Probiotic-guided CAR-T cells for solid tumor targeting

For several years, researchers have been successfully using chimeric antigen receptor (CAR) T cells to target specific antigens found on blood cells as a cure for patients with leukemia and lymphoma. But solid tumors, like breast and colon cancers, have proven to be more difficult to home in on. Solid tumors contain a mix of cells that display different antigens on their surface-often shared with healthy cells in the body. Thus, identifying a consistent and safe target has impeded the success of most CAR-T cell therapy for solid tumors at the first phase of development.

Synthetic biologists report a new approach to attacking tumors. They have engineered tumor-colonizing bacteria (probiotics) to produce synthetic targets in tumors that direct CAR-T cells to destroy the newly highlighted cancer cells.   

“Our probiotic platform enables CAR-T cells to attack a broad range of tumor types,” said the study lead. “Traditional CAR-T therapies have relied on targeting natural tumor antigens. This is the first example of pairing engineered T cells with engineered bacteria to deliver synthetic antigens safely, systemically, and effectively to solid tumors. This could have a significant impact on the treatment of many cancers.”

The lab has essentially created a universal CAR-T cell that attacks a universal antigen, by programming the tumor-seeking bacteria to paint solid tumors with a synthetic marker that the CAR-T cells can recognize. The researchers expect that, with further refinements, this platform will enable the treatment of any solid tumor type without the need to identify a specific tumor antigen -  thus bypassing the need to generate a custom CAR-T cell product for each cancer type and each patient.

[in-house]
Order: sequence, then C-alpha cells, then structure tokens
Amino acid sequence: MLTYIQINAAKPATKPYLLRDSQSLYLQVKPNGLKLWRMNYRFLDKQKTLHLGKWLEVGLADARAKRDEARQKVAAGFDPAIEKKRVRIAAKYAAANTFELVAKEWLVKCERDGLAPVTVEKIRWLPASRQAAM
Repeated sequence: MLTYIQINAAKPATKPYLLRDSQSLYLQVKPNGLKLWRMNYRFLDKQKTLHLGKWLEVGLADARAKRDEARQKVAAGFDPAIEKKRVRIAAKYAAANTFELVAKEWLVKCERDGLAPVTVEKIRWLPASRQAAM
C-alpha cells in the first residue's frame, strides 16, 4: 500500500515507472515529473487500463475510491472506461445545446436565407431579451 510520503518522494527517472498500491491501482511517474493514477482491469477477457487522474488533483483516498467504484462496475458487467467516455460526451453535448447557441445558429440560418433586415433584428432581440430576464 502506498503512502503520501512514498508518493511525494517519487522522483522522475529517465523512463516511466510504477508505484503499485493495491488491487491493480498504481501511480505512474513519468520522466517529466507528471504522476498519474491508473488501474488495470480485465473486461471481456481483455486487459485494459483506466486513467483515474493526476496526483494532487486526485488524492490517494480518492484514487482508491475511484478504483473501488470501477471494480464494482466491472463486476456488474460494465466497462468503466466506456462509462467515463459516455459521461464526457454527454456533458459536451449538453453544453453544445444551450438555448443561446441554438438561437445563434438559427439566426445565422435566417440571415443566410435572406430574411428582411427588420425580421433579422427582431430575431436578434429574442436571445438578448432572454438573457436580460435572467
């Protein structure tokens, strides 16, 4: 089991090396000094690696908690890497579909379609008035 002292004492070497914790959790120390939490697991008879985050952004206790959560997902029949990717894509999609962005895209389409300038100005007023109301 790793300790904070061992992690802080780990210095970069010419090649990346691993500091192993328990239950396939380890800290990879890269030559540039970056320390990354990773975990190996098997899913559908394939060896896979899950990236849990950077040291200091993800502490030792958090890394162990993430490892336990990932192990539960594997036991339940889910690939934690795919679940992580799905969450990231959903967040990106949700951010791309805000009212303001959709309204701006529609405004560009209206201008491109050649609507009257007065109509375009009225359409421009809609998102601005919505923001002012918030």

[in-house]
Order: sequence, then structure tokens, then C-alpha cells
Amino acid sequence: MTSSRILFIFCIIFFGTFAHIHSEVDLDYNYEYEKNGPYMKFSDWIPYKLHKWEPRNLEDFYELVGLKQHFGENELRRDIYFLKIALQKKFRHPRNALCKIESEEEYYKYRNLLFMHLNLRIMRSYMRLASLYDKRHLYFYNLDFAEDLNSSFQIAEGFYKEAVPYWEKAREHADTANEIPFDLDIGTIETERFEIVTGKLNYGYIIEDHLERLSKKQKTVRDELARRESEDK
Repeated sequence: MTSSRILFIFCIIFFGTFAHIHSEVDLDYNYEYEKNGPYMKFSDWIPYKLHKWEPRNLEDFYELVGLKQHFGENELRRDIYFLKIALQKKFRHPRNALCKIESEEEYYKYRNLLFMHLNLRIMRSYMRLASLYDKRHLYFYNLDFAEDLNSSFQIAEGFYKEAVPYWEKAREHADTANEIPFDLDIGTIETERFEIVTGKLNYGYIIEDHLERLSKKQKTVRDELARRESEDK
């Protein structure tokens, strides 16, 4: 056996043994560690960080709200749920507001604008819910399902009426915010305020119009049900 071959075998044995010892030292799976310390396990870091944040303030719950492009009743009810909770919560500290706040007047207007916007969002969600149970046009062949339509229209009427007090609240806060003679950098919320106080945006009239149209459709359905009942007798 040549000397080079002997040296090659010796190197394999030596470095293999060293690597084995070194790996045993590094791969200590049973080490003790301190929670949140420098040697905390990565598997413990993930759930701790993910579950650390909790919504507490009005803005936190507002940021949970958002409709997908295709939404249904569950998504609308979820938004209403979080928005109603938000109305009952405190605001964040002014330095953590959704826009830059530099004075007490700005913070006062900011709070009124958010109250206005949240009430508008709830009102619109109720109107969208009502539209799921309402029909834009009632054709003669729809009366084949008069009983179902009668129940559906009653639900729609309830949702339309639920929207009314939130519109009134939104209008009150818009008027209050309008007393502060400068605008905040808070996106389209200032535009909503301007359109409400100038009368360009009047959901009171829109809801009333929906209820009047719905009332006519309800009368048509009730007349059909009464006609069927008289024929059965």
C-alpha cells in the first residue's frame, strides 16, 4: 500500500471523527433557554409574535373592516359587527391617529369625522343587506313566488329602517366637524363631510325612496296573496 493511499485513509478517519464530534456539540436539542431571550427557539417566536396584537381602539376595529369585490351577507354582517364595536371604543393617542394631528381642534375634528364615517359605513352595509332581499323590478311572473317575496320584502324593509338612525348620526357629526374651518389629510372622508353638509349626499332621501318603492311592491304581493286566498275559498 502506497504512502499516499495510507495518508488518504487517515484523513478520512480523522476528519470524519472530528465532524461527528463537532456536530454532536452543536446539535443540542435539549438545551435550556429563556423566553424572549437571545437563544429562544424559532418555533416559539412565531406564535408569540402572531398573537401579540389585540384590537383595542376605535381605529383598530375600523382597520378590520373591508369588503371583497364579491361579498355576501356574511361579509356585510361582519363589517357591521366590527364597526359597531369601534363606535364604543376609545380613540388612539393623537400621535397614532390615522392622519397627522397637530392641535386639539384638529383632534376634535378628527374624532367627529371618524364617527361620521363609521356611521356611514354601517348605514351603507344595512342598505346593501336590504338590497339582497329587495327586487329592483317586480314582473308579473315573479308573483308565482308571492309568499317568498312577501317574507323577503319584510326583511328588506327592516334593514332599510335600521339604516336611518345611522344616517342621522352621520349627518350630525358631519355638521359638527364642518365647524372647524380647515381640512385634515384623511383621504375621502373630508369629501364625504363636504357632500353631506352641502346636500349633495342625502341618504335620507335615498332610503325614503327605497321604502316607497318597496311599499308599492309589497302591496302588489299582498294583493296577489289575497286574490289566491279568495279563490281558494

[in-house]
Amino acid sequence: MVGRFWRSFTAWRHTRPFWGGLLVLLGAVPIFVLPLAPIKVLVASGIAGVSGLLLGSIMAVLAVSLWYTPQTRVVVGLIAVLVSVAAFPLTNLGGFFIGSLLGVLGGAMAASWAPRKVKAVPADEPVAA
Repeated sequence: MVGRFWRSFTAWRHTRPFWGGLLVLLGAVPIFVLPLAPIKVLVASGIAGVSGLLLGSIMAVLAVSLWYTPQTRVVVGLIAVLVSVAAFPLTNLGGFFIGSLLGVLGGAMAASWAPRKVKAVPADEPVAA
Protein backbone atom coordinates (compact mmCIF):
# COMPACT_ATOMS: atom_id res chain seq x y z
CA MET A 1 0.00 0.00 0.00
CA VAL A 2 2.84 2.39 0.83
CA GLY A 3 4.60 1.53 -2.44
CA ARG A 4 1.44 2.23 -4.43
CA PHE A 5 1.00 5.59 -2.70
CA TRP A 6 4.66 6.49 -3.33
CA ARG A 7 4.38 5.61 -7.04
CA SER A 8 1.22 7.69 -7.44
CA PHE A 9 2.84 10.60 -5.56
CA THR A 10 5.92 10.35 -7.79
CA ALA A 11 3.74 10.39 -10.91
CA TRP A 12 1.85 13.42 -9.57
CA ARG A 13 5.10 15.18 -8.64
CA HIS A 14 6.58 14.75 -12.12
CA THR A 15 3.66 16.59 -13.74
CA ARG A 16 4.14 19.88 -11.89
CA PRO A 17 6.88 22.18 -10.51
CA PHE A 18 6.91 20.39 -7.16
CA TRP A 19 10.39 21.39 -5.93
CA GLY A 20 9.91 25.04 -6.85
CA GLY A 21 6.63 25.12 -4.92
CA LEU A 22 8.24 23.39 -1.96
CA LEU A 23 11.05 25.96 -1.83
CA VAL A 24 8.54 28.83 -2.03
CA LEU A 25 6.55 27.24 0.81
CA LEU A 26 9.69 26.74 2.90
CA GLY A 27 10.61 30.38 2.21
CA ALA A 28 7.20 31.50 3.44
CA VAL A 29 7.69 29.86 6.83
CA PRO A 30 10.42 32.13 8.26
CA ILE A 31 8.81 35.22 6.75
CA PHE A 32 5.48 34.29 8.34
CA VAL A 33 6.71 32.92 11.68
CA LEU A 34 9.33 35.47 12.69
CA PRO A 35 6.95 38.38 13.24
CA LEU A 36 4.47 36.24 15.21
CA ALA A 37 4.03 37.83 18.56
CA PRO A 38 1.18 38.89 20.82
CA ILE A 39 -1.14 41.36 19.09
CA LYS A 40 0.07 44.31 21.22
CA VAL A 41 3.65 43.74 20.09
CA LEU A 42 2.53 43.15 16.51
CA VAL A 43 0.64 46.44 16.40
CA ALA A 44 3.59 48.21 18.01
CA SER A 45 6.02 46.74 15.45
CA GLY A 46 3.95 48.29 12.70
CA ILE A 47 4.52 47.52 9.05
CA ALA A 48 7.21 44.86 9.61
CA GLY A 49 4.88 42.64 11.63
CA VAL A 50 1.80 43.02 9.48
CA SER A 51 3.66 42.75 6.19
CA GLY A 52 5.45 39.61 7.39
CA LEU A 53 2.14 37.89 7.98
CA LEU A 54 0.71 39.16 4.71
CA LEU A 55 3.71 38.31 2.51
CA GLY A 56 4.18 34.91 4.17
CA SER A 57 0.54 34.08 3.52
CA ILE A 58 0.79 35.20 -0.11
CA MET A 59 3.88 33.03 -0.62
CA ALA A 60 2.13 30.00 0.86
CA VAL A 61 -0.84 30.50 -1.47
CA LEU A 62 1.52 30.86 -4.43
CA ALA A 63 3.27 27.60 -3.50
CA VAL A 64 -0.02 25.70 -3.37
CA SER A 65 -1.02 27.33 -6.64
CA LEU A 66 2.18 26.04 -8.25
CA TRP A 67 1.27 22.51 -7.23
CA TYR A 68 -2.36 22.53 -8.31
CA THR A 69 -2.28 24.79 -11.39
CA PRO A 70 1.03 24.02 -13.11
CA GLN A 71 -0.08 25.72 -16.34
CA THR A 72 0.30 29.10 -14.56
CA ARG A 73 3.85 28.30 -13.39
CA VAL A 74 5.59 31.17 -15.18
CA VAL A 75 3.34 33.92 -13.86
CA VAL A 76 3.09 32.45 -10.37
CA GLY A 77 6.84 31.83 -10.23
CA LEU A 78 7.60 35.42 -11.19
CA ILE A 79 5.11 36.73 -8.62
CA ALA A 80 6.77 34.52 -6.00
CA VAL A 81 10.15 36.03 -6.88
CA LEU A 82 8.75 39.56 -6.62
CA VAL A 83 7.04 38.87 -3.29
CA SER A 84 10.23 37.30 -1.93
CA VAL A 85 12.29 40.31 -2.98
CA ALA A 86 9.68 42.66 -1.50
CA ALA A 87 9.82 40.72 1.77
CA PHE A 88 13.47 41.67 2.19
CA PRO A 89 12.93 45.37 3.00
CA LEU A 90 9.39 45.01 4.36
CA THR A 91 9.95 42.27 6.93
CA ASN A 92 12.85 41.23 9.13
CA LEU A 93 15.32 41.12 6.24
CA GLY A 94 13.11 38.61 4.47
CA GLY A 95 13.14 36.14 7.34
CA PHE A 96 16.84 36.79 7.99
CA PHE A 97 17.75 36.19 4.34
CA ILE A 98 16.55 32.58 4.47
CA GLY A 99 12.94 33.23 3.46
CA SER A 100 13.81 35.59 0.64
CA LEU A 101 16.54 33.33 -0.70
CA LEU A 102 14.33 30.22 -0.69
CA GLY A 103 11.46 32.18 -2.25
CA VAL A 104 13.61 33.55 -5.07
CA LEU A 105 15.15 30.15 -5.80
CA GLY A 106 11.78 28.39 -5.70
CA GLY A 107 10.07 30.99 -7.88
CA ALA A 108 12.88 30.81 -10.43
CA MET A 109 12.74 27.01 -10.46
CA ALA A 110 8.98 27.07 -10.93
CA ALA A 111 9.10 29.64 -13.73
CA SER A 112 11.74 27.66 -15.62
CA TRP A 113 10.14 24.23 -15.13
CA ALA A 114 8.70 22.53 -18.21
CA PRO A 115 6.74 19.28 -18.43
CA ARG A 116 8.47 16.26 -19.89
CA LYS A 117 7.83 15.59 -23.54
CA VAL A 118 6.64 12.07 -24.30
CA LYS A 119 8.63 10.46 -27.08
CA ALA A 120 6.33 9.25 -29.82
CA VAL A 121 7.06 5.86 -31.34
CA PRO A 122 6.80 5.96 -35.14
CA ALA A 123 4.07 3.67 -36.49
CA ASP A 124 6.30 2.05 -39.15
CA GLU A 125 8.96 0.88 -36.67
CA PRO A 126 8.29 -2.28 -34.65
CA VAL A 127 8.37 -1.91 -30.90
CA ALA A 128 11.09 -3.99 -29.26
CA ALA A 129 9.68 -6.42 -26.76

This probiotic-guided CAR-T cell (ProCAR) platform is the first time that scientists have not only successfully combined engineered probiotics with CAR-T cells, but have also demonstrated the first evidence of CARs responding to synthetic antigens produced directly within the tumor.  

“Combining the advantages of tumor-homing bacteria and CAR-T cells provides a new strategy for tumor recognition, and this builds the foundation for engineered communities of living therapies,” said the study’s co-lead author. “We chose to bridge the individual limitations of these two cell therapies by combining the best features of each – using bacteria to place the targets, and T cells to destroy the malignant cells.”

The platform has proven to be safe and effective across multiple models of human and mouse cancers in both immunocompromised and immune-healthy mice. In fact, the study shows that human T cells in particular benefit so much from the presence of immunostimulatory bacteria within the tumor that their tumor-killing functions are further enhanced.

“Overall, our ProCAR platform represents a new strategy for enhancing the effectiveness of CAR-T cell therapy in solid tumors,” said the senior author. “While we’re still in the research phase, it could open up new avenues for cancer therapy.”